By Edward Thomson

Following the movement of decolonisation after the end of the Second World War, the former Western powers lost an immense well of wealth and prestige that they never really recovered. For almost 60 years a relative peace reigned in the South China Sea region, while the former colonial empires were busy trying to rebuild themselves.

However, for the last 20 years, the World has seen a re-emergence of imperialist forces, of a desire to subjugate other states by any means necessary, reminiscent of the gunboat diplomacy of the 1800s.

Since the beginning of the Hong Kong Crisis in February 2019, it has become clear that foreign forces were guiding the actions of a few in a standoff against a legitimate elected government – but to what end?

While the United Kingdom likes to brandish the 1984 Sino-British Declaration, which led to the 1997 handover of Hong Kong back to Mainland China, they fail to acknowledge that Hong Kong was never theirs to take in the first place, and that had it not been for the imposed Treaty of Nanking in 1842, Hong Kong would never have been a territory of
China cut from its roots. Would the United Kingdom tolerate unequal terms regarding Northern Ireland imposed to them by a treaty? Did the United States accept the conquest of its territories in the Pacific by Japan some 75 years ago?

Then why should a sovereign state like China endure conditions that are invalid and expired, and that go against the principle of self-determination guaranteed by International Law?

Because, in the end, this is what it’s all about. The Fugitive Offenders amendment bill is a law passed by the Hong Kong government; a Hong Kong law for the Hong Kong people was deemed by the West to not respect their standards, and established by a colonial treaty that is recognized as having been imposed upon the people of China.

Thankfully, China has been able to stand against that sort of bullying, which has become more prevalent.

Other countries, such as Russia, have also voiced their concern at the hidden western agenda, supporting the fact that The Hong Kong Crisis can be directly linked to the illegitimate intervention of the United States and its allies through their intelligence agencies. There is no doubt that Western secret services have “directly participated in and organized unrest” in Hong Kong according to August 2019 declarations by Maria Zakharova, Russia’s Foreign Ministry spokesperson. This strong stance against foreign interference in the domestic affairs of Hong Kong and China is not the first time Russia comes out against U.S. meddling in internal issues, noting, for example, the strong objection by the Russian Government regarding the involvement of American entities in the promotion of protests in Russia.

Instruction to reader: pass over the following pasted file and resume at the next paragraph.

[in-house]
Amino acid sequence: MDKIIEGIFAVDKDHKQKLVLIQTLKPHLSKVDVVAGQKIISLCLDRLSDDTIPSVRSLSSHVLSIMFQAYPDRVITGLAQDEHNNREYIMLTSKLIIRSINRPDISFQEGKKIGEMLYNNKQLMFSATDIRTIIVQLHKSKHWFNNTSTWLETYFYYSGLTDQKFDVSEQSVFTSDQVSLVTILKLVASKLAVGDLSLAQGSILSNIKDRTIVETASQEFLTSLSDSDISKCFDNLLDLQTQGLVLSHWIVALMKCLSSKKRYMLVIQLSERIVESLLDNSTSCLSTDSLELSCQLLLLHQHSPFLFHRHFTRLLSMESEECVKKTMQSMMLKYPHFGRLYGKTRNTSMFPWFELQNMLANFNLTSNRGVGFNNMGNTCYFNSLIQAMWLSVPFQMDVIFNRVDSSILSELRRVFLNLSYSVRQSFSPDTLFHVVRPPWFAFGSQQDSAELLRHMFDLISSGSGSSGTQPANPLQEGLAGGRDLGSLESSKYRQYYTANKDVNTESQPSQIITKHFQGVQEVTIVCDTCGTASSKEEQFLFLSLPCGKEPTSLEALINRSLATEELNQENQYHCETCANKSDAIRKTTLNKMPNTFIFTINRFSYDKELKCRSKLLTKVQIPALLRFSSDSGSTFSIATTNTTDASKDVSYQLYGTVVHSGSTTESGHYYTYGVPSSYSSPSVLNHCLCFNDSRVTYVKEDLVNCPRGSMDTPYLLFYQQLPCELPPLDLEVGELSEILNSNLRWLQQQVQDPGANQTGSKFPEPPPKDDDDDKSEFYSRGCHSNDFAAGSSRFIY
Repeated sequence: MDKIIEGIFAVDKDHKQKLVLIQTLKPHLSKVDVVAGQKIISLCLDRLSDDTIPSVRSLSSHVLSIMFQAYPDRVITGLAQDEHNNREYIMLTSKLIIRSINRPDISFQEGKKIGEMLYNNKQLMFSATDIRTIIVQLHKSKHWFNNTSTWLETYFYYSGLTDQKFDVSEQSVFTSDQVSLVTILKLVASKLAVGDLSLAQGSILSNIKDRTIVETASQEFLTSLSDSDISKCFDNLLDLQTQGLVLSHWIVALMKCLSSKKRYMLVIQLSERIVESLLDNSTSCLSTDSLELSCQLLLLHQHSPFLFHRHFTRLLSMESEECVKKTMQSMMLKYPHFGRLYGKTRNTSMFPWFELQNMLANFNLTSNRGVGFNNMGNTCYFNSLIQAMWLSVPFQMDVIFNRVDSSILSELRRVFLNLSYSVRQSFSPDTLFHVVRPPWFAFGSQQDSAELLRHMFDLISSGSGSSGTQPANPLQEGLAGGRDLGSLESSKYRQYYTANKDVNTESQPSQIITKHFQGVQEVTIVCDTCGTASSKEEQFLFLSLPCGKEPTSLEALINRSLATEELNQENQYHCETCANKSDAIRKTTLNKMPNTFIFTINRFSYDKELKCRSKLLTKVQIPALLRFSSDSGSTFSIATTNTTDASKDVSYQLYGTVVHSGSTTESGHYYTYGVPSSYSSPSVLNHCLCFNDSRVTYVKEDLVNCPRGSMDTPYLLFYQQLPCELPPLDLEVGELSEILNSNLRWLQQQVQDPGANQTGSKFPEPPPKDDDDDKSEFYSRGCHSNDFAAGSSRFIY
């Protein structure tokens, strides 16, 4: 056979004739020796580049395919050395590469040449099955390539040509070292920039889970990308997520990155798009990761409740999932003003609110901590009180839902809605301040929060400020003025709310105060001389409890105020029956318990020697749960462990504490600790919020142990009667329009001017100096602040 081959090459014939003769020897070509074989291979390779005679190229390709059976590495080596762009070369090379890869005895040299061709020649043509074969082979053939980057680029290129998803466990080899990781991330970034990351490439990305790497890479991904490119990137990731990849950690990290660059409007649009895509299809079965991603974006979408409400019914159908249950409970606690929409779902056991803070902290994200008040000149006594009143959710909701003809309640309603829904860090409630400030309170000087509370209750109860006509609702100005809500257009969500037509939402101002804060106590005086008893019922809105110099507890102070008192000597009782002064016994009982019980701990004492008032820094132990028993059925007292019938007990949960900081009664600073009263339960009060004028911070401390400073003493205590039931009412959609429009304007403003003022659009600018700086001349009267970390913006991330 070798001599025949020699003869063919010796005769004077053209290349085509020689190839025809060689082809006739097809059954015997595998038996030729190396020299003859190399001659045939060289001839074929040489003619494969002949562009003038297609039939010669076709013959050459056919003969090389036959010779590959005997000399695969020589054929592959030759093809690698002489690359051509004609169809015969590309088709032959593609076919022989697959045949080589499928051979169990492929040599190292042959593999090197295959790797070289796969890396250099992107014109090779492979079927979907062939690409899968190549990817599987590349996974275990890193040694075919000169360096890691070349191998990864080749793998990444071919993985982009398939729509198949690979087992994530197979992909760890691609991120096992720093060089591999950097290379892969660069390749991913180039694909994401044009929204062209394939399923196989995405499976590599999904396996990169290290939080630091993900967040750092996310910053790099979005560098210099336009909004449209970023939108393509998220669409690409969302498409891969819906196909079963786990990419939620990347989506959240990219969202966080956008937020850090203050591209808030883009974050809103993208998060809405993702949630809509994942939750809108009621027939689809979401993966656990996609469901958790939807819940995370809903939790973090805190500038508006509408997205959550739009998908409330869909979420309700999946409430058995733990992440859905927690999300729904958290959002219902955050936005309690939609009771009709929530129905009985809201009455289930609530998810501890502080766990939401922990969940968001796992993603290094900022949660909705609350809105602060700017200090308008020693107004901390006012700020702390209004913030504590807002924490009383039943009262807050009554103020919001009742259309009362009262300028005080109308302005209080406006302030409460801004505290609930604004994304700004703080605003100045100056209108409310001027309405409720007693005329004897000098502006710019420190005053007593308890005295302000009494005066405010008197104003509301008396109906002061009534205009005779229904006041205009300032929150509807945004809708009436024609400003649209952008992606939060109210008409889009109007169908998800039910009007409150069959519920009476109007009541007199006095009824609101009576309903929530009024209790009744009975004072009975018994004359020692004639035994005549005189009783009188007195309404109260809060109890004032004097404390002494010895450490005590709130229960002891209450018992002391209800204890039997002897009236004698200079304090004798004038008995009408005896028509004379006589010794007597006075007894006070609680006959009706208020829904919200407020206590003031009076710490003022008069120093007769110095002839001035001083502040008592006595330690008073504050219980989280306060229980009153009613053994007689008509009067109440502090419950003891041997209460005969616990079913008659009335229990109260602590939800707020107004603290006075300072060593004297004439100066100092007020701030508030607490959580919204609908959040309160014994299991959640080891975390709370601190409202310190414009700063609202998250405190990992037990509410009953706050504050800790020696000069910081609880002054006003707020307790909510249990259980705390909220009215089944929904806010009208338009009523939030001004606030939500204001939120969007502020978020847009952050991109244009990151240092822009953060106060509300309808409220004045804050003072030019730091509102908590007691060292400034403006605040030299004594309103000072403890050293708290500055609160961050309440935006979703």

This comes at a time where third party documentaries have shown neutral versions of the events unfolding in Hong Kong, demonstrating that in some cases Hong Kong protests have hidden leaders, and that U.S. officials were openly colluding with the movement that has left Hong Kong paralyzed for over a year.

What should have been a reasonable security prerogative – to adopt legislation protecting the people of Hong Kong and of China – ended up being another attempt by Western powers to meddle in the affairs of another State, in order to sow discord, hoping to create a breakaway state aligned with the expansionist policies that have been characteristic of their Foreign Policies (i.e. The Project for a New American Century for the United States) since the fall of
the Soviet Union. The focus on a military approach, versus a diplomatic approach, in the Middle East has led to many attempts at military foreign interventions (i.e. Iraq, Afghanistan, and Syria) to secure strategic resources and to gain tactical positioning. One should not doubt that these policies will remain in that region, and must understand that the richness of the South China Sea region is once again in the crosshairs of the West.

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